The lowest inflation rate for nearly two years - why should you care?

The lowest inflation rate for nearly two years - why should you care?

aisle-business-cart-1005638.jpg

Inflation, we were told today, fell to 2.1% in December - that’s down .2% on the 2.3% figure for November. That’s the lowest inflation rate for nearly two years. According to the Office for National Statistics, the fall was due to cheaper petrol as the world oil price has come down.

An ONS boffin added: "Air fares also helped push down the rate, with seasonal prices rising less than they did last year. These were partially offset by small rises in hotel prices and mobile phone chargers.”

So far so dull. Let’s see why people care about a .2% fall and why you should be interested…

What is inflation?

Inflation is simply the increase in prices across the economy. It’s usually expressed as an annual figure, i.e. the amount that prices have risen over the preceding 12 months. So today the figure was for December 2017-December 2018.

So a Freddo chocolate bar used to cost 10p (the 1994 launch price). It now costs 25p. That is inflation.

How is it measured?

The ONS uses a basket of goods and services that it believes represent the spending patterns of the average UK household. It monitors the prices of this basket from one month to the next in order to come up with a figure for how much prices are increasing across the economy.

Using this basket the ONS calculates a variety of indexes and measures of inflation, but the only one you really need to worry about is the Consumer Prices Index. This is the official measure monitored by the Bank of England (among others).

Is inflation good or bad?

Economists are generally agreed that high inflation is a problem for the economy. It means households and businesses can’t make ordered financial decisions and if inflation escalates it can lead to the complete malfunctioning of a country’s economy.

For individuals like you and I, the obvious downside of inflation is that it eats away at our spending power and our savings. Unless our wages go up at at least the same rate as prices then our income in terms of what it can buy is falling.

Likewise if our savings are not earning a rate of interest at least equal to the rate of inflation, our deposits in the bank are shrinking in real terms.

So surely 0% inflation is what we want?

Not quite. A bit of inflation is seen by economists and governments as representing a healthy economy. If inflation nears 0% and even goes into negative territory (also called deflation) it is evidence of a flatlining economy with low demand and stagnating businesses.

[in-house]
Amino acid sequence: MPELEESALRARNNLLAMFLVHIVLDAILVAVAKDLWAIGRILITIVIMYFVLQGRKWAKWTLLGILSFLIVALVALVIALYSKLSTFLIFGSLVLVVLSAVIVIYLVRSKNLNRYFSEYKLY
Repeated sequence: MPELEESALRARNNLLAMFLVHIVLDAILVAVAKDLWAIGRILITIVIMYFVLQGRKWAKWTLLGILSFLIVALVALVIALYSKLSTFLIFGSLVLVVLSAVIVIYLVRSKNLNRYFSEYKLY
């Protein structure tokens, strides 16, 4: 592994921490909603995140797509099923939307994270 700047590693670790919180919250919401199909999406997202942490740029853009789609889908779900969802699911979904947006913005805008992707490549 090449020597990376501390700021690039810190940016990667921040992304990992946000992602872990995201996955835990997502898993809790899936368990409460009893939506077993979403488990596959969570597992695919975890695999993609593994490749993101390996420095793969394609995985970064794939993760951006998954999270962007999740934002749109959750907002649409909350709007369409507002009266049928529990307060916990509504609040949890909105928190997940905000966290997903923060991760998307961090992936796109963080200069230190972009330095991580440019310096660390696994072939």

So how much inflation is the right amount?

Well, in the UK the Chancellor of the Exchequer - for the last decade or two at least - has set a target level of 2% for the Bank of England. It’s the job of the policymakers at the Bank, led for the moment by Mark Carney, to try and keep inflation as close to that as possible and certainly within a range between 1 and 3%.

How can anyone influence the rate of inflation?

The Bank of England’s main tool is interest rates, specifically the headline rate which used to be called the Base Rate but is now called the Bank Rate.

This is the rate that is central to all other interest rates used by the banking system.

Increasing interest rates tends to reduce economic activity and therefore dampen down price rises.

Why should I be bothered about inflation?

As we’ve noted, it can make a hole in your pocket. By keeping an eye on the headline rate of inflation, you will know how much your income is losing in spending power and what your savings or investments need to earn just to stand still.

The good news is wages excluding bonuses were up by 3.3% in the three months to October 2018, according to the most recent available figures. 

This means inflation is being outstripped by average UK pay growth. Obviously your individual circumstances may be different.

What about interest rates?

Andy Verity, economics correspondent at the BBC, says: “What’s striking about the inflation figures isn’t so much what they tell you about the cost of living. It’s what they suggest about interest rates… now the betting is a rate rise won’t happen before November.”

In other words, high or increasing inflation makes rate rises more likely in the near future and vice versa. As inflation is now very close to the 2% target, the Bank of England has no incentive to hike the bank rate especially with so much economic and political uncertainty around.

Anything else we should know about inflation?

Yes. The rate of inflation in certain months is used by the UK government to determine various things like how much the state pension should increase the following year, how much train fares are allowed to go up by, and the rate of interest charged by the Student Loans Company.

Is there a topic you’d like to see covered on MoneyLens.com? Or do you have feedback or a suggestion for our jargon-buster? Email contact@moneylens.com or join the conversation on social media.

Read more: What can I invest in? Funds for beginners

Read more: Want to start investing into an Isa? These are the three questions you need to ask yourself

Read more: Shares vs property: where do I invest?

11 investing questions everyone should ask (and answer)

11 investing questions everyone should ask (and answer)

14 of the best money podcasts

14 of the best money podcasts

logo_footer.png